Northwest of town, 20ha Horský Park is a woody area with a network of paths. There is a ‘Lourdes cave’, recalling the grotto of pilgrimage in France, with a Kalvária pilgrimage site founded in 1694 by the Jesuits, the city council and the archbishop, who decided to build it where the Turkish guards had stood in the time of their raids. The E8 hiking trail runs through the park, leading south to Slavín (15mins) and north to Kamzík (1hr 20mins), continuing along the length of the Small Carpathians.
For cyclists, there are various popular local routes near Bratislava; one follows the Danube east to Komárno, another swerves its way up the Small Carpathian Wine Route, and others run along the south bank of the Danube from Petržalka, west to the quaint town of Hainburg in Austria, and east to Danubiana and into Hungary.
A good route from Bratislava to Devín would be far more popular than these, but unfortunately the main road by the Danube is narrow and busy and cannot be widened owing to being in a protected area – alternatives are to cycle through the forest from Karlova Ves (8km), or to take a train to Devínska Nová Ves and then follow the excellent cycleway south along the Morava Valley to Devín (4.5km). This forms part of the EuroVelo 13 route, and is also lined with information boards describing the ecology of the Morava floodplain. A tributary of the Danube, the Morava marks the border between Slovakia and Austria north of Devín.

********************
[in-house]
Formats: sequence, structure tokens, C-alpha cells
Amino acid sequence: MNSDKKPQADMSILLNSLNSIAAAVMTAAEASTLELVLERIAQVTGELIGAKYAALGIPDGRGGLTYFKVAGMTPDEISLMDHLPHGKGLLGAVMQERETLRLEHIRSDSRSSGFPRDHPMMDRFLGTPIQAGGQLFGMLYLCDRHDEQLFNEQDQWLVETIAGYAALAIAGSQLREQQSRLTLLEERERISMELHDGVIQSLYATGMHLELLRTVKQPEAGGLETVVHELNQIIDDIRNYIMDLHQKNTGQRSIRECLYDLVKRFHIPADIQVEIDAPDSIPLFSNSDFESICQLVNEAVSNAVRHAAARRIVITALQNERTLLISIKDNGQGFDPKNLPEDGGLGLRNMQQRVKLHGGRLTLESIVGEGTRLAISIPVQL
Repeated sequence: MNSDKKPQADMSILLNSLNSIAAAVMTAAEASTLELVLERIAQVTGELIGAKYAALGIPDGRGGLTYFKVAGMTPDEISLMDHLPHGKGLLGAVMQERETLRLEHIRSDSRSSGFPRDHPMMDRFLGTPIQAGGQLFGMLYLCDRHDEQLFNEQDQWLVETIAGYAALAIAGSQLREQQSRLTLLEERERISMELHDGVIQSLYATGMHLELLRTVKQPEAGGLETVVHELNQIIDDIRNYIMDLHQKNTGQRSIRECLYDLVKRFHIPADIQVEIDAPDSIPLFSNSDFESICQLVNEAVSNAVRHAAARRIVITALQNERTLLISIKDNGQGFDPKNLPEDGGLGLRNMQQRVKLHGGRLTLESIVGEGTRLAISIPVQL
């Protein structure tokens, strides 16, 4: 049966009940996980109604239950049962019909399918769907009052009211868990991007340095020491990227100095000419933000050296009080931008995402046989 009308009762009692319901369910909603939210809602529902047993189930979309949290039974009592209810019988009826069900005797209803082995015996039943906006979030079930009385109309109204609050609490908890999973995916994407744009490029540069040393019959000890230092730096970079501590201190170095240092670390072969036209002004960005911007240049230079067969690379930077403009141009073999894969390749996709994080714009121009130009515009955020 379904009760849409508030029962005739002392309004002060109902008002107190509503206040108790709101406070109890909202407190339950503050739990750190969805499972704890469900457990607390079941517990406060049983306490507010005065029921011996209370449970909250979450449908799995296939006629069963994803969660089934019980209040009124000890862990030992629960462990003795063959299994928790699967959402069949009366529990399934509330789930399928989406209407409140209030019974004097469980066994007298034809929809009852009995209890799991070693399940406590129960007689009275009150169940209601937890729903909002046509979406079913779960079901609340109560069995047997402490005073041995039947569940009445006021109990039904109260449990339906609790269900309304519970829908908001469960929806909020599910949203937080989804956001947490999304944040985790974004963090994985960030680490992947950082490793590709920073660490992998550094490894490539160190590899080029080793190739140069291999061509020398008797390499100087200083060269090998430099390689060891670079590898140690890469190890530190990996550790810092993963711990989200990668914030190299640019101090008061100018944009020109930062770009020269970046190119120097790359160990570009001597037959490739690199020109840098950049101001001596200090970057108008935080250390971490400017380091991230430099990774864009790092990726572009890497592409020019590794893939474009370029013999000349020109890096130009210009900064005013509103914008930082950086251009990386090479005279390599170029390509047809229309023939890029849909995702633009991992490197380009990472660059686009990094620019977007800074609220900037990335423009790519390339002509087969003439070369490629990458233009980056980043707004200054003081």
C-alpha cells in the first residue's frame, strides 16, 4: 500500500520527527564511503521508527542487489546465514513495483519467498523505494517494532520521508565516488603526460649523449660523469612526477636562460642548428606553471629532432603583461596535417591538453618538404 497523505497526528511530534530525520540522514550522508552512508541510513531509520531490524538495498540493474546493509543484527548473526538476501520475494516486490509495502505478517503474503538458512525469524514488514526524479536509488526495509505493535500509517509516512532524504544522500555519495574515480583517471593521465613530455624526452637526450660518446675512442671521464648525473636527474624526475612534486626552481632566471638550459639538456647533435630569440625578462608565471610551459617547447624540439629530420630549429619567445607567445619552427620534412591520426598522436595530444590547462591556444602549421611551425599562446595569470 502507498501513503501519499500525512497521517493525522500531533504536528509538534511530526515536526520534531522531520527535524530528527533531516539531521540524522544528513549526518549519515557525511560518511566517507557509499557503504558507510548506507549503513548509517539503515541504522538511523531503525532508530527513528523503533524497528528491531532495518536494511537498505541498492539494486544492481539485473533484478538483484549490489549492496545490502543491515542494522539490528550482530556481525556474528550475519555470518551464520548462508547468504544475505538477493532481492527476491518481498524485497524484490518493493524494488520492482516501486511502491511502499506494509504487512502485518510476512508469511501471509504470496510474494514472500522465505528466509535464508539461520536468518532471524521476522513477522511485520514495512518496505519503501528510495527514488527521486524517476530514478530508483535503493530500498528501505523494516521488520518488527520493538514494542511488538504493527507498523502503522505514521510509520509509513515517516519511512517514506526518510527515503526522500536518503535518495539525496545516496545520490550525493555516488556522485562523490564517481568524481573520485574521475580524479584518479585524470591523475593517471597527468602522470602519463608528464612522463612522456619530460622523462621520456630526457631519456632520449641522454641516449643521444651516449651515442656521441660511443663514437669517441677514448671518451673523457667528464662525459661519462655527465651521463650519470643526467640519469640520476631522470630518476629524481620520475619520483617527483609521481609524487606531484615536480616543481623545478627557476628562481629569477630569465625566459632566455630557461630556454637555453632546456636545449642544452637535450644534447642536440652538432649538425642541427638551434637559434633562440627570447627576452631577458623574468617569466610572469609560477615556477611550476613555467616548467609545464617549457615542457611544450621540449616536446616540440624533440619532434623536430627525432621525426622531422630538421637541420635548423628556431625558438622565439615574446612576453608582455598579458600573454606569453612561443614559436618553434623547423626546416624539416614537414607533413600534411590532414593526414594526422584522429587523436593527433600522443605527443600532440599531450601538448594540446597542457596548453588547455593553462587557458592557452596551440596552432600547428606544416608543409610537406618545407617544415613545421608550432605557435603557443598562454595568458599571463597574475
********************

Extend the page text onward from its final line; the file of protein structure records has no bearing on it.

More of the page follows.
One of the best non-mountain birdwatching areas in Slovakia is Záhorie (the name means ‘behind the mountains’), which is conveniently close to Bratislava, beginning just to the north by the D2/E65 motorway and stretching to the Czech border. This is the flood plain of the Morava River along the Austrian border and is a complex of water meadows, marshes, bogs, ponds, pools, reed beds, pine, oak and poplar forest and damp willow and alder woodland. In spring and summer, white storks, red and black kites, collared flycatchers, penduline tits and red-backed shrikes are fairly common here. There are also plenty of walking and biking trails in the vicinity.
Start planning your trip to Bratislava with our comprehensive guide: